Trends in Thymic Epithelial Tumor Patients with Comorbid Autoimmune Disease


  • Aneesha Anand Indiana University School of Medicine
  • Nikhitha Lavu Indiana University School of Medicine
  • Kenneth A. Kesler Division of Cardiothoracic Surgery, Department of Surgery, Indiana University School of Medicine
  • Patrick J. Loehrer, MD Indiana University School of Medicine; Indiana University Melvin and Bren Simon Comprehensive Cancer Center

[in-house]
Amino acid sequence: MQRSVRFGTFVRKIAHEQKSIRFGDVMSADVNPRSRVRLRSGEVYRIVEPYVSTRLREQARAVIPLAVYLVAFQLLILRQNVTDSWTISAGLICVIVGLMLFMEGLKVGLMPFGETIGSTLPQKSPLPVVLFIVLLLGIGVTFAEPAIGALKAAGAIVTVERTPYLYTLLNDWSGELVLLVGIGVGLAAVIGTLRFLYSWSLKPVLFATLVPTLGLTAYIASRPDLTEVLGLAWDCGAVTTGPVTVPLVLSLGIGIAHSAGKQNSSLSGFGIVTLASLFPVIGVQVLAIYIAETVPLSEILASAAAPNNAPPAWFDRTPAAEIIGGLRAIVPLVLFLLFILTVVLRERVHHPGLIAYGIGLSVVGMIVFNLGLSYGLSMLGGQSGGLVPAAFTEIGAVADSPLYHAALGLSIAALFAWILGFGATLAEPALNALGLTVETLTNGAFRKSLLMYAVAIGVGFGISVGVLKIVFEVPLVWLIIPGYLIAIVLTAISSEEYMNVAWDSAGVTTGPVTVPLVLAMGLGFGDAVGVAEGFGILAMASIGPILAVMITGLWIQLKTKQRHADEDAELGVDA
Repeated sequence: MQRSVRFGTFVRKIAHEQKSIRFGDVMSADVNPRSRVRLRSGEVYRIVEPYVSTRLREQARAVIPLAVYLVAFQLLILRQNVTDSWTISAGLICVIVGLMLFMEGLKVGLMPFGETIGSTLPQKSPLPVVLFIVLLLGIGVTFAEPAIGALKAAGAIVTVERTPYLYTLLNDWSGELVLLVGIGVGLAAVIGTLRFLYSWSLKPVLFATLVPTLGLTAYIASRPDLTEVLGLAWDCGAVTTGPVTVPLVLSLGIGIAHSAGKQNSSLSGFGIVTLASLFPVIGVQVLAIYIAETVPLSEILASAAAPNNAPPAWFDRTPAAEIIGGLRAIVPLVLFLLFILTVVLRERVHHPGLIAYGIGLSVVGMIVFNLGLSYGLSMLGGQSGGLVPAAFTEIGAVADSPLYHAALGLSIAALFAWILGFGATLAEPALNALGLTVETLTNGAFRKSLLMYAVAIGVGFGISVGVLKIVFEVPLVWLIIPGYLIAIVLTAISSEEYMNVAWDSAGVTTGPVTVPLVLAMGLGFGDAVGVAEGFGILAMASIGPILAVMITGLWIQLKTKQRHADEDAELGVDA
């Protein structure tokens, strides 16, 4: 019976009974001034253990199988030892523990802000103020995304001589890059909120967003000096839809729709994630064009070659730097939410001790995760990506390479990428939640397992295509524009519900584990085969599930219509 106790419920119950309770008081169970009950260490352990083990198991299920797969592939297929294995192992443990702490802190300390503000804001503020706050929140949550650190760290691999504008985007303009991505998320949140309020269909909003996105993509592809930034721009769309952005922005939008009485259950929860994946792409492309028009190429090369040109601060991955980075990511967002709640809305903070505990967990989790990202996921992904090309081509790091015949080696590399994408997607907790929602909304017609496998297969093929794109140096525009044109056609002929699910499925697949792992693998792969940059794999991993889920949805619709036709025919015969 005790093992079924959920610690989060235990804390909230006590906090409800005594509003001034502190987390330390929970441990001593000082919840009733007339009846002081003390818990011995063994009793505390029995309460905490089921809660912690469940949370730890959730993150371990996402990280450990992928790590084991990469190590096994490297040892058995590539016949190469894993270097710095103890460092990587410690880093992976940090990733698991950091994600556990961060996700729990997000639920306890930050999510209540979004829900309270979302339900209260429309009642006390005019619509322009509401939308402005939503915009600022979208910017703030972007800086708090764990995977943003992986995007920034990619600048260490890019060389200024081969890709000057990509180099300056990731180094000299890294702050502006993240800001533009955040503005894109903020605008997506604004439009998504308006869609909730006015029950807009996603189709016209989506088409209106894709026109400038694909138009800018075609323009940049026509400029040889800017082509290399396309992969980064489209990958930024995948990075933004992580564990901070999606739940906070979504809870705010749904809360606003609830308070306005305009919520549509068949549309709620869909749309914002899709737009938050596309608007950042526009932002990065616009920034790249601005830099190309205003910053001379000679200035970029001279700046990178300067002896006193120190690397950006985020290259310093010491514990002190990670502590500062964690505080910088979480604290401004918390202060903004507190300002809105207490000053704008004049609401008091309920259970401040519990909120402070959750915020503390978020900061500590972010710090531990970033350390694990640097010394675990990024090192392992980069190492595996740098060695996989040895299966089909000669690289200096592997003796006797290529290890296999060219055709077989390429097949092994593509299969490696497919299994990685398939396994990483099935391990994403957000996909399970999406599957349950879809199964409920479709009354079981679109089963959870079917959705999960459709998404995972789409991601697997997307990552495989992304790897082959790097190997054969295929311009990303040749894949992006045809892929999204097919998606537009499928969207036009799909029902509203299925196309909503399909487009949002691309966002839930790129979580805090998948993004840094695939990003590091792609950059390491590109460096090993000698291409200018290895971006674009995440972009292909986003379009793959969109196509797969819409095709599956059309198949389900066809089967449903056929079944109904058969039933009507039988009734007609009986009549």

Thymic epithelial tumors (TETs) are rare malignancies originating from the thymus in the anterior mediastinum. TETs include thymic carcinoma and thymoma. Approximately 30-40% of thymomas have associated autoimmune paraneoplastic disorders, the most common being myasthenia gravis. A broad range of other paraneoplastic syndromes have also been reported. Currently, little is known about demographic or histological trends in thymoma patients with comorbid autoimmune disease. In this single institution retrospective chart review, we assessed the distribution of thymoma-associated paraneoplastic syndromes at the IU Simon Cancer Center (IUSCC) to identify trends within demographic and histological features. We created a database of IUSCC patients seen from 2000-2023 and identified 170 subjects with biopsy-proven malignant TET and associated autoimmune disease. Data was exported to excel and R for analysis. Factors analyzed included: age at diagnosis, sex assigned at birth, BMI, WHO (World Health Organization) classification, and Masaoka staging. Overall survival was also compared to matched controls without paraneoplastic syndrome. A total of 37 different paraneoplastic syndromes were identified in association with thymoma in IUSCC patients. The most prevalent was Myasthenia Gravis (110 patients), followed by Hypothyroidism (21 patients, 5 confirmed as Hashimoto’s thyroiditis), Good Syndrome (19 patients), and Pure Red Cell Aplasia (15 patients). Significant findings included: 36.4% of patients with paraneoplastic comorbidity had >1 paraneoplastic syndrome, 51.8% presented with Stage IV disease, and 40.4% had WHO Type B2 tumor pathology, with Type B3 being second most common (25%). No significant demographic associations were identified. 10-year survival of TET patients with paraneoplastic syndromes was not significantly different from those without (p= 0.721). These results indicate potential associations between thymoma staging and grading and development of paraneoplastic disease. Further analysis with a larger data set is warranted. Serum and blood test analysis may also elucidate reasons behind the development of paraneoplastic disease in thymoma patients.